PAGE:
Written by  2018-09-25

Properties of Gemstones

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In the case of minerals and gemstones, hardness refers first to scratch hardness, then to cutting resistance. Today the hardness test is only rarely applied to precious stones and then mainly by collectors.

Friedrich Mohs (1773-1839), a Viennese mineralogis, invented the scratch hardness test. It was simply described that scratch hardness is the resistance of a mineral when scratched with a pointed testing object. Ten minerals were selected for comparison and graded from one to ten. 

Scratch hardness
Mineral used
for comparison
Simple hardness testerCutting hardness
1 Talc Can be scratched with fingernail 0.03
2 Gypsum Can be scratched with fingernail 1.25
3 Calcite Can be scratched with copper coin 4.5
4 Flourite Easily scrathed with knife 5.0
5 Apatite Can be scratched with knife 6.5
6 Orthoclase Can be scratched with steel file 37
7 Quartz Scracthes window glass 120
8 Topaz   170
9 Corundum   1,000
10 Diamond   140,000



Many gems can be split along certain flat planes, calls cleavage. But some gems cannot be cleaved at all like quartz. But you don't have to worry about this. Mostly lapidaries (a person who cuts gems) and stone setters will take account of the cleavage.The largest diamond of gem quality ever found, the Cullinan (3,106 carats!), was cleaved in 1908 into three large pieces.

Specific Gravity (Relative Density)

Specific gravity is the weight of a specific material compared with the weight of the same volume of water. For example, a gem with specific gravity of 2.6 means it is 2.6 times heavier than water both with the same volume. The value varies between 1 and 7. Values under 2 are considered light (amber is 1.1); those between 2 and 4 considered normal (quartz is 2.6); and those above 4 are heavy (cassiterite is 7). Below is specific gravity of some common gems.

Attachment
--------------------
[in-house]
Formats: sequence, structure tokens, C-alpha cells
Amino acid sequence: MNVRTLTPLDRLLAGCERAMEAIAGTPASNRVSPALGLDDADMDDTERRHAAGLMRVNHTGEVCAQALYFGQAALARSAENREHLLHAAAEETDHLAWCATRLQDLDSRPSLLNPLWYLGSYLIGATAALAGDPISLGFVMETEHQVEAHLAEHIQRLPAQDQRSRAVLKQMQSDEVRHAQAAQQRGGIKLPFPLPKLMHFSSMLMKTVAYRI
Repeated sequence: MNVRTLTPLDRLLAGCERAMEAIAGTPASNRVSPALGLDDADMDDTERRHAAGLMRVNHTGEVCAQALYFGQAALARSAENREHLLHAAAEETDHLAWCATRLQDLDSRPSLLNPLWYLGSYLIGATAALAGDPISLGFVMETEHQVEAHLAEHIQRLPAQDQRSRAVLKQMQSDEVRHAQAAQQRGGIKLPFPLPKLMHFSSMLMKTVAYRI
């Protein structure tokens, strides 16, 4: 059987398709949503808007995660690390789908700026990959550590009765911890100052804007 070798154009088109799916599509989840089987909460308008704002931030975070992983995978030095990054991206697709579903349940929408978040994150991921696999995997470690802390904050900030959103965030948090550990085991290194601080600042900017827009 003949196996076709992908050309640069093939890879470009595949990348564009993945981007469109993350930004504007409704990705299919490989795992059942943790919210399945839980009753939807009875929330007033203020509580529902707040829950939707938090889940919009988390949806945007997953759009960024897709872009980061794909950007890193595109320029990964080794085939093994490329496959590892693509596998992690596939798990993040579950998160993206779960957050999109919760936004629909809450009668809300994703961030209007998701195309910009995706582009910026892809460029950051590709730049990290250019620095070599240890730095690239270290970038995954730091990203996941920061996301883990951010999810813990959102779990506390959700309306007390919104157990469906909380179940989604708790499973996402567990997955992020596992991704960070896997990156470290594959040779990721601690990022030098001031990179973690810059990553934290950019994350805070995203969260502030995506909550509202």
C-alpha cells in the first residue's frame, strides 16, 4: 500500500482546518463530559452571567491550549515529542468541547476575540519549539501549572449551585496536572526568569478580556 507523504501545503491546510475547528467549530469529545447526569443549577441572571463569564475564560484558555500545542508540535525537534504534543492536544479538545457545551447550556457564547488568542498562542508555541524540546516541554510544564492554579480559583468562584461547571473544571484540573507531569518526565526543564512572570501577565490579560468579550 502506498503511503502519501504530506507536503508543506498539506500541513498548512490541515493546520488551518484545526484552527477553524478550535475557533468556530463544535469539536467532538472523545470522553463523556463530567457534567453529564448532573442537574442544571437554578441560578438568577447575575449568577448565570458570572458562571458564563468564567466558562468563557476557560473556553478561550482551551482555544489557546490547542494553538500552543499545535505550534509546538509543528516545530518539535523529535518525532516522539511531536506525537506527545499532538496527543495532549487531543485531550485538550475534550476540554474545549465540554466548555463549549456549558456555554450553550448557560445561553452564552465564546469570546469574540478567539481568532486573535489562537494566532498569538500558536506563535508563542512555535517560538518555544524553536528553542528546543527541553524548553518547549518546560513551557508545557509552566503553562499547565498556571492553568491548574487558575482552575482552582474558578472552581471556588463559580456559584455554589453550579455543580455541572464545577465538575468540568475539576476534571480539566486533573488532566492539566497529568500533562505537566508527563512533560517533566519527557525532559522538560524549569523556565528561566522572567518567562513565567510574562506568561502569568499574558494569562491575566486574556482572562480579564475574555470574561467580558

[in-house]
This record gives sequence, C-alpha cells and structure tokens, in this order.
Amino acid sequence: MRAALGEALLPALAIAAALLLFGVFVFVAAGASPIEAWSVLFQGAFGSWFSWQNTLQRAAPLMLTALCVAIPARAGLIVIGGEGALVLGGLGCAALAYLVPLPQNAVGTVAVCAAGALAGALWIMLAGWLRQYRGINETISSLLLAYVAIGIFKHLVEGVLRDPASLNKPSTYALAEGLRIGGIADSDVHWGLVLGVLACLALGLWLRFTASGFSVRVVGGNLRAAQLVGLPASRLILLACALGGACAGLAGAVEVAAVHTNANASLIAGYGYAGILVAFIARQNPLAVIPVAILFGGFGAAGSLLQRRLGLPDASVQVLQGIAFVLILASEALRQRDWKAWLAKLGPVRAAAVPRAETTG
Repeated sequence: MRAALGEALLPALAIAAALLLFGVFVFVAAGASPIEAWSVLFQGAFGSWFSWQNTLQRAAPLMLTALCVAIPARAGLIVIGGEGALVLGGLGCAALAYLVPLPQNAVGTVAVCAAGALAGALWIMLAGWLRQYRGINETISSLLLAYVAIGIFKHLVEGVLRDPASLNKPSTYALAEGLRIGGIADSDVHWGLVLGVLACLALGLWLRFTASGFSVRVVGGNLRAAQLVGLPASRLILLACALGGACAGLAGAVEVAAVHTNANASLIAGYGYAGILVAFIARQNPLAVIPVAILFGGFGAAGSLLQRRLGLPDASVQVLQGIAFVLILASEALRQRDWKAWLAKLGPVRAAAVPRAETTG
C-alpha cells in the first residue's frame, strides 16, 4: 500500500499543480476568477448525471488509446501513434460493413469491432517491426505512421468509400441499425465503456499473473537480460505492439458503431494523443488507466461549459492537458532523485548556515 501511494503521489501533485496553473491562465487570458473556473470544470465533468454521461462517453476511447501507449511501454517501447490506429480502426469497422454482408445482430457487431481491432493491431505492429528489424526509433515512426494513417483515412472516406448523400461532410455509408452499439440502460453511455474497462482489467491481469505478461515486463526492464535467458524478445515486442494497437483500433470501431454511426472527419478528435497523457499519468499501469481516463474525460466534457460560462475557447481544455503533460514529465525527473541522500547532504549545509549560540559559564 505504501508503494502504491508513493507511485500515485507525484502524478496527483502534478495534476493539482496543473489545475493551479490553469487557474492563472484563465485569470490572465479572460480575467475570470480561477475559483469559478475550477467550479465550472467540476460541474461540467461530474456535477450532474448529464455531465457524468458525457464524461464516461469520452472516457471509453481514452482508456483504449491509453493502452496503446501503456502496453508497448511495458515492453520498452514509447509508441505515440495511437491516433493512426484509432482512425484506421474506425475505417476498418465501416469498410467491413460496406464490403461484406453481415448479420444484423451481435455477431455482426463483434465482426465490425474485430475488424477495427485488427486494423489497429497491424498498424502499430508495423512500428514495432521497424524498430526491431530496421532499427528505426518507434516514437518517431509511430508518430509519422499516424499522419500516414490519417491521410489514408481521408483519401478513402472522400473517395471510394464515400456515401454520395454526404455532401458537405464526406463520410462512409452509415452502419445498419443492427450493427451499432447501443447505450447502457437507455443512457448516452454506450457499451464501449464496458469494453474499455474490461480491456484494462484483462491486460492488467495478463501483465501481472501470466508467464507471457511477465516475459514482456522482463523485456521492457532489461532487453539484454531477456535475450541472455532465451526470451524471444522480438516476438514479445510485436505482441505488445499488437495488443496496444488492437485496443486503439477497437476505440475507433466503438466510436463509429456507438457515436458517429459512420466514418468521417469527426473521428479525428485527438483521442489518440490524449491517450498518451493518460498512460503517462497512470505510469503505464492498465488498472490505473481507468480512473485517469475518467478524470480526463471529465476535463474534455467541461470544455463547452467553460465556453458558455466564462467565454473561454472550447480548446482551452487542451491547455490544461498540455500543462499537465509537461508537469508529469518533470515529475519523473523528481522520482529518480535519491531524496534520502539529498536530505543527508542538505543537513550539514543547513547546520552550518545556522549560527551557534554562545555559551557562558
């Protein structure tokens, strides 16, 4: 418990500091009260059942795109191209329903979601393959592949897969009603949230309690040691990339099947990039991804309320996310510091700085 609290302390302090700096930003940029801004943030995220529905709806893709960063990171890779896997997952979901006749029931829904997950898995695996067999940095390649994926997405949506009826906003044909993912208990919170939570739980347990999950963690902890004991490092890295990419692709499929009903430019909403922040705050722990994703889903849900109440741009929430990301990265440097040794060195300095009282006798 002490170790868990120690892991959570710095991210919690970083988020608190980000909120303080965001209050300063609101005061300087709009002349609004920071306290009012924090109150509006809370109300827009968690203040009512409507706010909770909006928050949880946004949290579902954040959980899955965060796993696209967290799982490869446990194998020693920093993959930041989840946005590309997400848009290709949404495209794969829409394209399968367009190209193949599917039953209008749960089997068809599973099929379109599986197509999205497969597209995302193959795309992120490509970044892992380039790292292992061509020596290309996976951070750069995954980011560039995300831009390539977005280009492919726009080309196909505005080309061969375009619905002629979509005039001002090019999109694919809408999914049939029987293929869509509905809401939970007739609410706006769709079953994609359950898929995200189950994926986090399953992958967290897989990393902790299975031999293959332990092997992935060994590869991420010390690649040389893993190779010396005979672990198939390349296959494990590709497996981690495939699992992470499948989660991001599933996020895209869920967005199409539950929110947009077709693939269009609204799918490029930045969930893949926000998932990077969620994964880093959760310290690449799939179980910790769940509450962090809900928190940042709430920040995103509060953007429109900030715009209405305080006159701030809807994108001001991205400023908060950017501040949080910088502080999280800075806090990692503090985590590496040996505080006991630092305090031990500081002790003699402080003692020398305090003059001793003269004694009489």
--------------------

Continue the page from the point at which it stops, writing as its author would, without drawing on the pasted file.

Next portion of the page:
Specific Gravity (Relative Density)
1 Ruby 3.97 - 4.08
2 Sapphire 3.99 - 4.00
3 Alexandrite 3.70 - 3.73
4 Rhodonite 3.40 - 3.70
5 Spinel 3.58 - 3.61
6 Topaz 3.53 - 3.56
7 Diamond 3.47 - 3.55
8 Peridot 3.27 - 3.36
9 Lapiz Lazuli 2.40 - 2.90
10 Turquoise 2.60 - 2.80
11 Emerald 2.67 - 2.78
12 Pearl 2.60 - 2.78
13 Aquamarine 2.67 - 2.71
14 Tiger's Eye 2.64 - 2.71
15 Citrine 2.65
16 Rose Quartz 2.65
17 Smoky Quartz 2.65
18 Amethyst 2.63 - 2.65
19 Agate 2.60 - 2.65
20 Moonstone 2.56 - 2.62
21 Opal 1.98 - 2.20
22 Amber 1.05 - 1.30



Color is the most important characteristic of gems. In the case of most stones, it is not diagnostic in identification, because many have the same color and numerous stones occur in many colors. Color is produced by light; light is electromagnetic vibration at certain wave lengths.

In gemstones, the metals, mainly chrome, iron, cobalt, copper, manganese, nickel and vanadium, absorb certain wavelengths of white light and so cause coloration. The distance the light travels through the stone can also influence absorption and thus color. Gems cutter would know that light colored stones should be made thicker, while stones that are too dark are cut thinly.

Although color is very important in gems (with the exception of diamonds), no practical method is known. Color comparison charts are poor substitutes because there is so much room for subjective consideration.

Color Change

The color of some gems is altered by time. Amethyst, rose quartz, and kunzite can become paler when exposed to direct sunlight. But in nature, color change by nature causes are not common.

Less attractive colors can be changed to more desirable hues by heating, often times accompanied by certain chemical. Best known is the heat treatment of ruby and sapphire. The resulting colors are sometimes so close to nature that they cannot be detected by naked eye. They have to be marked as color treated or heat treated when offered for sale.


Transparency is an important factor when evaluating gemstones. Inclusions (of foreign matter) and air bubbles in the inside of gemstones affect the transparency and value. The path of light through the gems can also be impaired by strong absorption of the gem itself.


The luster of a gem is caused by reflection. It is dependent on the refractive index and the nature of the surface, but not the color. The higher the refraction, the higher the luster. The most desirable luster is diamond, and stones with no luster are described as dull. The light effects which are caused by total reflection are considered as luster. The lower facets of the gem act as a mirror and reflect the entering light, so strengthening the lustrous appearance.

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